After reviewing the Order, the Court first observes that Illinois Farmers does not foreclose a federal prosecution under the facts alleged in the Indictment, nor does it prohibit a probable cause finding that evidence of a crime may be found based on the affidavits at issue in this case. See 2014 WL 4104789. Here, FBI Special Agent Jennifer Khan authored nearly identical affidavits in support of the search warrants to the Heathcare Chiropractic offices. ECF No. 83, Gov't Exs. 1-2. The affidavits include approximately seven pages outlining the ongoing joint investigation of the FBI and the Minnesota Department of Commerce Fraud Bureau into the suspected scheme and fraud. Id. Based on evidence collected from a confidential informant and an FBI confidential employee posing as a patient, Khan attested that she believed evidence of a fraud could be found in the Heathcare Chiropractic offices. Id.

         Assuming without deciding that the search warrants lacked probable cause, the Court concludes that the evidence is nonetheless admissible under the good-faith exception to the exclusionary rule as articulated in Leon. See 468 U.S. at 922; see also United States v. Clay, 646 F.3d 1124 (8th Cir. 2011) (“[T]he exclusionary rule should not be applied so as to bar the admission of evidence obtained by officers acting in reasonable reliance on a search warrant issued by a detached and neutral magistrate, even if that search warrant is later held to be invalid.” (citing Leon, 468 U.S. at 900)).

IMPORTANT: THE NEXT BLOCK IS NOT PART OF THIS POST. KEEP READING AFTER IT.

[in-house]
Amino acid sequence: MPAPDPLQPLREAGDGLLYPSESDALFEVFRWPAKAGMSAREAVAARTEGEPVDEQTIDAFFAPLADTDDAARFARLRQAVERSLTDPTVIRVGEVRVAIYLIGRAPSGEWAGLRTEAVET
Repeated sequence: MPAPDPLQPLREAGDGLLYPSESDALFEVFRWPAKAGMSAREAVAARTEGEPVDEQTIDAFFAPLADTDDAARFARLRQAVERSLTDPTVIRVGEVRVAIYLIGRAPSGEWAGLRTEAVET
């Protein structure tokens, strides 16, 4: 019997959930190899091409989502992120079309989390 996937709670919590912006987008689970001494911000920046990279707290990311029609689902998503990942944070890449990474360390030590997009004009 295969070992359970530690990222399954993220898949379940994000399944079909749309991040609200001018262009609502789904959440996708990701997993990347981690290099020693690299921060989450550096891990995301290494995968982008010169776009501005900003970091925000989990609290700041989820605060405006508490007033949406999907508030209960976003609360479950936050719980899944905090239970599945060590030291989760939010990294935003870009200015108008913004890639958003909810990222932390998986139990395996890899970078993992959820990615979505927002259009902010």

The Eighth Circuit has outlined four situations where an officer's reliance on a warrant would be unreasonable: (1) the officer included information in the affidavit that he knew was false or would have known was false except for his reckless disregard of the truth; (2) the affidavit is so lacking in probable cause that it is objectively unreasonable for the officer to rely on it; (3) the judge failed to act in a neutral and detached manner; or (4) the warrant is so facially deficient that the officer cannot reasonably presume the warrant to be valid. See United States v. Phillips, 88 F.3d 582, 586 (8th Cir. 1996) (citing Leon, 468 U.S. at 922). None of these situations are applicable here. This is not a situation where the supporting affidavits were so devoid of factual support that it would be objectively unreasonable for a law enforcement officer to rely on it. Cf. United States v. Herron, 215 F.3d 812 (8th Cir. 2000) (concluding that the good-faith exception did not apply where the affidavit at issue contained no facts that the defendant was involved in marijuana activities or that such activities were occurring on the premises searched). The record does not support a finding that the officers' reliance on the warrants were unreasonable. See Leon, 468 U.S. at 922. Additionally, there is no evidence that Khan included false information in the warrant application, that Judge Thorson failed to act in a neutral manner, or that the warrants were so facially deficient it would be unreasonable for an officer to rely on them. Indeed, Nguyen does not argue that there are factual deficiencies in the affidavits, but only contends that Khan failed to include what he believes to be applicable law. Therefore, the motions to suppress evidence obtained pursuant to the search warrants authorizing the search of the Heathcare Chiropractic offices, must be denied. See id.

         C. Motion to ...